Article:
An air system cleaning
A short walk through of a six hour job.
Set up starts with a walk through of the system locating all the parts and accesses. The necesary equipment is unloaded and set up. Large vacuum hoses are ready to be attached to the return side of the system or an alternate location if necessary. High pressure air hoses are brought in and located near the supply registers.
Opening the system starts by shutting down the power to the equipment. Equipment access doors are removed with all of the registers and grills. Register and grill openings are temporarily sealed with wide tape. The taped openings only allow inlet air where and when we want it.
Registers and grills are taken outside and cleaned with high power washers. Inspection may reveal rust or corrosion. This should be removed or the register replaced.
Ductwork is cleaned by vacuum in the end. But it takes high pressure air, power brushes, whips, snakes, skippers, wands and sponges to loosen the dirt that is stuck to the ducts. Different duct materials require variations in application. A 160 PSI (pounds per square inch) supply air wand for sheet metal is fine, but it may damage a flex duct. Low volume steam can be used on some deposits and ducts. Low volume is usually less then 2 GPH (gallons per hour). This won't flood the duct and cause more damage if controlled properly. Encapsulants, antimicrobials and antiallergens need to be nontoxic and only used on the spots that require it. Following manufacturers and EPA recommended practices is essential. Access doors may need to be added to do the project properly. Doors and panels are to be installed following SMACNA (Sheet Metal and Air Conditioning Contractors National Association), state and local codes. All of this is necessary to remove everything from the ducts.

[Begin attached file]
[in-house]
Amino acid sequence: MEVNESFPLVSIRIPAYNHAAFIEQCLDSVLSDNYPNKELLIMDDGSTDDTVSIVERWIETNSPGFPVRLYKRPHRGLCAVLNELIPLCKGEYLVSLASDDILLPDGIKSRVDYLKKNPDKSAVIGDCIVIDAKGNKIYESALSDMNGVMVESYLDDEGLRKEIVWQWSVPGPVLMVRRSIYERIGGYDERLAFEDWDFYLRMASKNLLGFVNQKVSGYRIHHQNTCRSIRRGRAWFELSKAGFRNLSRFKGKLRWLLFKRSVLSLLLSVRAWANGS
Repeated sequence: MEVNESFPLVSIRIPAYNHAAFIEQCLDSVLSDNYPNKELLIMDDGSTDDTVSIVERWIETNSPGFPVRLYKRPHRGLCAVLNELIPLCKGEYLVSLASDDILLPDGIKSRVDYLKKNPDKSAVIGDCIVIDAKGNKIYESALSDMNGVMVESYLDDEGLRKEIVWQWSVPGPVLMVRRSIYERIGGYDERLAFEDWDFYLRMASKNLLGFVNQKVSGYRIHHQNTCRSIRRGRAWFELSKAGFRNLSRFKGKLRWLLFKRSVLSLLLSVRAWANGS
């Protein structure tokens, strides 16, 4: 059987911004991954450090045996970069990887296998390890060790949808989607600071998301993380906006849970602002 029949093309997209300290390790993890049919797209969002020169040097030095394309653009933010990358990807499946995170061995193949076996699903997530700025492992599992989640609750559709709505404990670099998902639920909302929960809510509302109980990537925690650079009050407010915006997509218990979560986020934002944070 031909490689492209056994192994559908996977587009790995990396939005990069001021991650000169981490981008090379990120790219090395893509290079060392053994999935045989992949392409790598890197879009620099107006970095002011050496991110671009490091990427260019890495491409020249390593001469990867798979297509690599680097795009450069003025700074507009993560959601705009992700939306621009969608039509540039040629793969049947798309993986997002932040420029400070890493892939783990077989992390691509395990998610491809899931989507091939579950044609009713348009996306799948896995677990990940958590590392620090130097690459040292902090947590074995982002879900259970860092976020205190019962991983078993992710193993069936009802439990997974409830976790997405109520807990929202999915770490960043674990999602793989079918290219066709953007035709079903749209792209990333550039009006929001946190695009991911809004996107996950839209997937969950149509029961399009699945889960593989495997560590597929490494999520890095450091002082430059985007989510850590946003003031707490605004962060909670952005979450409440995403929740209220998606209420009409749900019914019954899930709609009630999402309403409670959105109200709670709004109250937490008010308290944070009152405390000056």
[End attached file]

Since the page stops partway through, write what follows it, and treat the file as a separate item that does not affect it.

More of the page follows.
Platforms and chases are special conditions. These areas are larger then the ductwork causing a drop in air velocity. Material falls out of the air stream and collects. These areas usually are open to wall cavities, cabinet bases, tub surrounds, building insulation, the attic and outside. Cleaning and sealing is required. Different blocking methods may be used to maintain the properly air speed and volume for cleaning. Sealants need to be made for duct use and not off gas harmful chemicals. Interior insulation should be the poly type rated for this use. If sound is a problem acoustic faced fiber glass can be used. This is usually only for short distances from the sound source.
Equipment can be the most time consuming part of the project. It's the same for roof mount or interior. The unit must be a least partially disassembled for access to the evaporator coil, heat exchanger, blower and housing.
Seal it properly. If the system is not sealed properly everything that was removed will get back in. Platforms, chases, duct connections and the equipment need to be sealed. Not only can debris get in, treated air can get out.
Filter location is inspected for proper fit and air leaks. Filters should have a snug fit. A loose filter will have air leaking around it. Sometimes closed cell foam may be used to fix this. The better the filter, the high the air resistance, the greater the leakage.
Reassemble the duct system. Registers and grills are adjusted and replaced. The equipment is put back together and given it's final seal. Tools are moved to the truck and work areas cleaned. Any trash is bagged as necessary and removed from the project site.
Start up and correct operation of the system is the last step. With a new filter installed the job is complete.